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Sundar Pichai makes the case for Google versus Alexa

Google’s CEO says voice search is just part of the bigger search puzzle — and that Google has some real advantages.

Pichai Sundararajan, known as Sundar Pichai, CEO of Google Inc. speaks during an event to introduce Google Pixel phone and other Google products on October 4, 2016 in San Francisco, California.  Ramin Talaie / Getty Images

Google has such a well-established lead in online search and artificial intelligence technology, it’s intuitive that the company will be competitive in voice search, too. But if Google can’t get its voice-enabled tools like Assistant into the hands of consumers, then people won’t be using Google’s voice search.

That was the concern of one analyst participating in Google parent company Alphabet’s fourth-quarter earnings call Thursday, asking about the company’s efforts to get its voice-based devices — such as its relatively new Google Home speaker — out in the marketplace.

On the call, RBC Capital analyst Mark Mahaney noted that while hardware may not be a big part of Google’s business today, it could be down the line — and if Google can’t get enough traction later on, that could become a challenge.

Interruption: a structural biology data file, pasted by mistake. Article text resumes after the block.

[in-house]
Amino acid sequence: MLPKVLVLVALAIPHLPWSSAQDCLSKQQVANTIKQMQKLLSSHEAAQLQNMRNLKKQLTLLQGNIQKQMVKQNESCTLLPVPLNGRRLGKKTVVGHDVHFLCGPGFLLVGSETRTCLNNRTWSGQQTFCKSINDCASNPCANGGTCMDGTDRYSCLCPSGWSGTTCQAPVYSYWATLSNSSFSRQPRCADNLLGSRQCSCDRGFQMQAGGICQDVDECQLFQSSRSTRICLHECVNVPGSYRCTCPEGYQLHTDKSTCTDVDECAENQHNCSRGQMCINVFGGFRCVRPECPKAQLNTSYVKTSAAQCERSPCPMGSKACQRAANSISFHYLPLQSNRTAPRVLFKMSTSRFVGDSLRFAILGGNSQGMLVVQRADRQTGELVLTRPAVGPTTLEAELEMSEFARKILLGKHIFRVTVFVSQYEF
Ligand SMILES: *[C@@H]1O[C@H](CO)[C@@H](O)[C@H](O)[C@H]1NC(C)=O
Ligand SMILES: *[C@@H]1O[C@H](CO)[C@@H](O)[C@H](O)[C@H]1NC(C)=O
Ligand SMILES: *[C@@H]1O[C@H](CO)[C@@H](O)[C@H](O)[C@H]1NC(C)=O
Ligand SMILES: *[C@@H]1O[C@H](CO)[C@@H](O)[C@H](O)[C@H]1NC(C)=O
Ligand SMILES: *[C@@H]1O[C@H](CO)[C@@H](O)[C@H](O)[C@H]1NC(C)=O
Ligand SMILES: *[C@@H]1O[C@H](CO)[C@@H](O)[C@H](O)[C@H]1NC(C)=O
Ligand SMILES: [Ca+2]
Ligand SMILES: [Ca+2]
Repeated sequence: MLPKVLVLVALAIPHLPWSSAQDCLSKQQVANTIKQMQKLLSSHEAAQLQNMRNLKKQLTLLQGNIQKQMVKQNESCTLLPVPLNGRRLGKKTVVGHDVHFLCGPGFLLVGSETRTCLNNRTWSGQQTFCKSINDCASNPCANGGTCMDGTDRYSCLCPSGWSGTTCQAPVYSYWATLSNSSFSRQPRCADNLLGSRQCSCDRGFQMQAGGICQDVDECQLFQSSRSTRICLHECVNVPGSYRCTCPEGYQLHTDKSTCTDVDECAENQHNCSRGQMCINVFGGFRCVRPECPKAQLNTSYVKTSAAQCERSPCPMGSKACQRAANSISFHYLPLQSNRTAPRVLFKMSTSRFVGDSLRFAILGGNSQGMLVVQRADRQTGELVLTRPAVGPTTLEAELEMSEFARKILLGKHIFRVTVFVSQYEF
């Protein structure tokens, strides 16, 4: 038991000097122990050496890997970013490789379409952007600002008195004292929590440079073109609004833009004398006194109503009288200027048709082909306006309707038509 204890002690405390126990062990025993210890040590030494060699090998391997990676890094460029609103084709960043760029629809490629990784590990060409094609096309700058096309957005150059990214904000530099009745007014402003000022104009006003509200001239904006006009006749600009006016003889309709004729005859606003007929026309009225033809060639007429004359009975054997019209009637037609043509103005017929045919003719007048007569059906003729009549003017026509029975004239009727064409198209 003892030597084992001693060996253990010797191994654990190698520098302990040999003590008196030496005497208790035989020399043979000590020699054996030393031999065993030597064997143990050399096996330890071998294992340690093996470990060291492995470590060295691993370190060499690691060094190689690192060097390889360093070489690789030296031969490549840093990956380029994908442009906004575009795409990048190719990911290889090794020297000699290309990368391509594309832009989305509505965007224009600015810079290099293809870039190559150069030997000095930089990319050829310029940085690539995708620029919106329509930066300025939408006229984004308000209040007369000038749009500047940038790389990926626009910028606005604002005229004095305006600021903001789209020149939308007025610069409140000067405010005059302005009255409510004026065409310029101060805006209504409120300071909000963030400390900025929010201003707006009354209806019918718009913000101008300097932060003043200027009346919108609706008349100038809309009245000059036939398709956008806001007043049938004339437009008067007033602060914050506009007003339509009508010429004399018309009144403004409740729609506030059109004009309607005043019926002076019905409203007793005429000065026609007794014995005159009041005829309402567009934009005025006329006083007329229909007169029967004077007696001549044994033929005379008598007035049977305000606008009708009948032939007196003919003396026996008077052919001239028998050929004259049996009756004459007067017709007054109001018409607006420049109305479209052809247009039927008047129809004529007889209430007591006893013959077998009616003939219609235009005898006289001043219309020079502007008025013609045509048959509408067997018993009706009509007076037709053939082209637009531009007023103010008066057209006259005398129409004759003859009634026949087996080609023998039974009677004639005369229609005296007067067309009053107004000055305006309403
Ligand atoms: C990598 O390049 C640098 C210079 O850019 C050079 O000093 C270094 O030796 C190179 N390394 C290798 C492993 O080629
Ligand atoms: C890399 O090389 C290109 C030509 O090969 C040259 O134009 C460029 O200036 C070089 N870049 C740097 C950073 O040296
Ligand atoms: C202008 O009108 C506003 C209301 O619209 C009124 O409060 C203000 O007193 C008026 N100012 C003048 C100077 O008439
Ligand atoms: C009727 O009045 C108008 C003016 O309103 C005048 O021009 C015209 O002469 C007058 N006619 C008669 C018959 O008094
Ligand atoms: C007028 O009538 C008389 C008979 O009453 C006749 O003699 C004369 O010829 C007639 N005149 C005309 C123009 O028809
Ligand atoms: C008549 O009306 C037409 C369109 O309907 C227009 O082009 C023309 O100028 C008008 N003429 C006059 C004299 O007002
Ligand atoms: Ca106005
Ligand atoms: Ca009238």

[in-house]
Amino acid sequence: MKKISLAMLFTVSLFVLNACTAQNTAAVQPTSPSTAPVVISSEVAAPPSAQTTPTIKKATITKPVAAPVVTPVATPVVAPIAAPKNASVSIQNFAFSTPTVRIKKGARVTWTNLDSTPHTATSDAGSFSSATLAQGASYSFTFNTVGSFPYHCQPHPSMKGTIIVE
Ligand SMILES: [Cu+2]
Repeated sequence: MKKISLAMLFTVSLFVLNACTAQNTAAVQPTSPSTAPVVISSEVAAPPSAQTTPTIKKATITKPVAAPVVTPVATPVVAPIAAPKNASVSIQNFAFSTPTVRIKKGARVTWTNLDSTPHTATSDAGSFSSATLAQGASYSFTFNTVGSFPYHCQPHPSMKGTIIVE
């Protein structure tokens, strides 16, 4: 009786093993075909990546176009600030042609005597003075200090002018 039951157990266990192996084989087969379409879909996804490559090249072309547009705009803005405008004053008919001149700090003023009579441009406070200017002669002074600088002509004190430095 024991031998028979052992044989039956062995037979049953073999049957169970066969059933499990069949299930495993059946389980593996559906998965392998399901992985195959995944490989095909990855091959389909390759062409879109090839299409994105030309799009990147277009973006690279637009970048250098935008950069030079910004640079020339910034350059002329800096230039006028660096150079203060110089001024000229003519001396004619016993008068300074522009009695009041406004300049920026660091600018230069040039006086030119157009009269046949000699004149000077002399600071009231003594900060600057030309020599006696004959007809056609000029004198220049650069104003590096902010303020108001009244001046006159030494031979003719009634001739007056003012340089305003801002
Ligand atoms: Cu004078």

“It looks to me like Google devices are being outsold by ten to one, or something like that, in a lot of homes,” Mahaney said. (And beyond Amazon’s rival Echo speaker, we’d note that Apple’s Siri has been built into iPhones for half a decade.)

Google CEO Sundar Pichai’s response, in essence: The voice-search competition is just beginning, and Google shouldn’t be counted out.

“We are really excited” about voice search, he said. “I think it’s a very natural way for users to interact.”

Google’s strategy, Pichai said, is to support voice search across different contexts, ranging from phones — where, we’d note, Google’s Android OS still dominates the global market — to homes, TVs and cars.

“We want Google to be there for users when they need it.”

Pichai said that Google Home’s first quarter on the market was “very strong” — without disclosing any shipment numbers — and reiterated that it was “very early days” for voice search.

What’s more, he said there was still a lot of work ahead to make voice search a great experience for users — and that Google’s “years of progress” in areas like natural language processing were an advantage.

“I feel very comfortable about how this will play out in the future.”

What about making money from voice search? That was the question from another analyst, J.P. Morgan’s Douglas Anmuth.

Short answer: It seems Google isn’t concerned with trying to squeeze revenue specifically from voice search in the near future.

Instead, Pichai said that voice search was just part of a bigger search “journey” for Google’s users — an “end-to-end thing” that also includes mobile searches and other contexts where Google already has ad products at work. If Google can drive more voice searches, that’s just more information that can go into its broader ecosystem.

“I see more opportunity than challenge when I think about voice search,” Pichai said.

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